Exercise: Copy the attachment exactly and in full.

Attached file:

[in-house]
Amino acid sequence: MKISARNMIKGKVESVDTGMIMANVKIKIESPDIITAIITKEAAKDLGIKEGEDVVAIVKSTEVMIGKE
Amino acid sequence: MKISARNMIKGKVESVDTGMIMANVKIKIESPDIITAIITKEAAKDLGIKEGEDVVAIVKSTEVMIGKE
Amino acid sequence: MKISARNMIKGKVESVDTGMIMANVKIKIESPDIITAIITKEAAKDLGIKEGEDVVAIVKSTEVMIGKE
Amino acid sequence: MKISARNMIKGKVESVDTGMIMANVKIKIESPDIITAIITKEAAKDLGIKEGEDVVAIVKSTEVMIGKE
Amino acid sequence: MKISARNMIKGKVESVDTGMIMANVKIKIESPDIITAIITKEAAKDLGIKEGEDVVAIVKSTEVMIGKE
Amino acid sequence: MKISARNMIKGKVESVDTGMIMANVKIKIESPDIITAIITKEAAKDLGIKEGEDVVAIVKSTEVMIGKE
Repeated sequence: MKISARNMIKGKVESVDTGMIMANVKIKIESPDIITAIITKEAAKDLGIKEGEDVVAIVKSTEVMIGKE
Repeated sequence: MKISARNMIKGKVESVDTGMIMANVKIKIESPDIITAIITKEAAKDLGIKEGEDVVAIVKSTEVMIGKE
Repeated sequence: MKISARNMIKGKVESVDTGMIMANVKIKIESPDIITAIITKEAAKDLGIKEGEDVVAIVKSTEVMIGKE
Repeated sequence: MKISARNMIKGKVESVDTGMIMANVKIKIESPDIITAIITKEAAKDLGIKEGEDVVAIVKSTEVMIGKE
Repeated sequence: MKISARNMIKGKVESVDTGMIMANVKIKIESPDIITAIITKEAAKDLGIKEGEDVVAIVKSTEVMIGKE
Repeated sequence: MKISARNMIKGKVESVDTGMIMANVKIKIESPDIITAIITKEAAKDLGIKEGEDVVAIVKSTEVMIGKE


[in-house]
Amino acid sequence: MKISARNMIKGKVESVDTGMIMANVKIKIESPDIITAIITKEAAKDLGIKEGEDVVAIVKSTEVMIGKE
Amino acid sequence: MKISARNMIKGKVESVDTGMIMANVKIKIESPDIITAIITKEAAKDLGIKEGEDVVAIVKSTEVMIGKE
Amino acid sequence: MKISARNMIKGKVESVDTGMIMANVKIKIESPDIITAIITKEAAKDLGIKEGEDVVAIVKSTEVMIGKE
Amino acid sequence: MKISARNMIKGKVESVDTGMIMANVKIKIESPDIITAIITKEAAKDLGIKEGEDVVAIVKSTEVMIGKE
Amino acid sequence: MKISARNMIKGKVESVDTGMIMANVKIKIESPDIITAIITKEAAKDLGIKEGEDVVAIVKSTEVMIGKE
Amino acid sequence: MKISARNMIKGKVESVDTGMIMANVKIKIESPDIITAIITKEAAKDLGIKEGEDVVAIVKSTEVMIGKE
Repeated sequence: MKISARNMIKGKVESVDTGMIMANVKIKIESPDIITAIITKEAAKDLGIKEGEDVVAIVKSTEVMIGKE
Repeated sequence: MKISARNMIKGKVESVDTGMIMANVKIKIESPDIITAIITKEAAKDLGIKEGEDVVAIVKSTEVMIGKE
Repeated sequence: MKISARNMIKGKVESVDTGMIMANVKIKIESPDIITAIITKEAAKDLGIKEGEDVVAIVKSTEVMIGKE
Repeated sequence: MKISARNMIKGKVESVDTGMIMANVKIKIESPDIITAIITKEAAKDLGIKEGEDVVAIVKSTEVMIGKE
Repeated sequence: MKISARNMIKGKVESVDTGMIMANVKIKIESPDIITAIITKEAAKDLGIKEGEDVVAIVKSTEVMIGKE
Repeated sequence: MKISARNMIKGKVESVDTGMIMANVKIKIESPDIITAIITKEAAKDLGIKEGEDVVAIVKSTEVMIGKE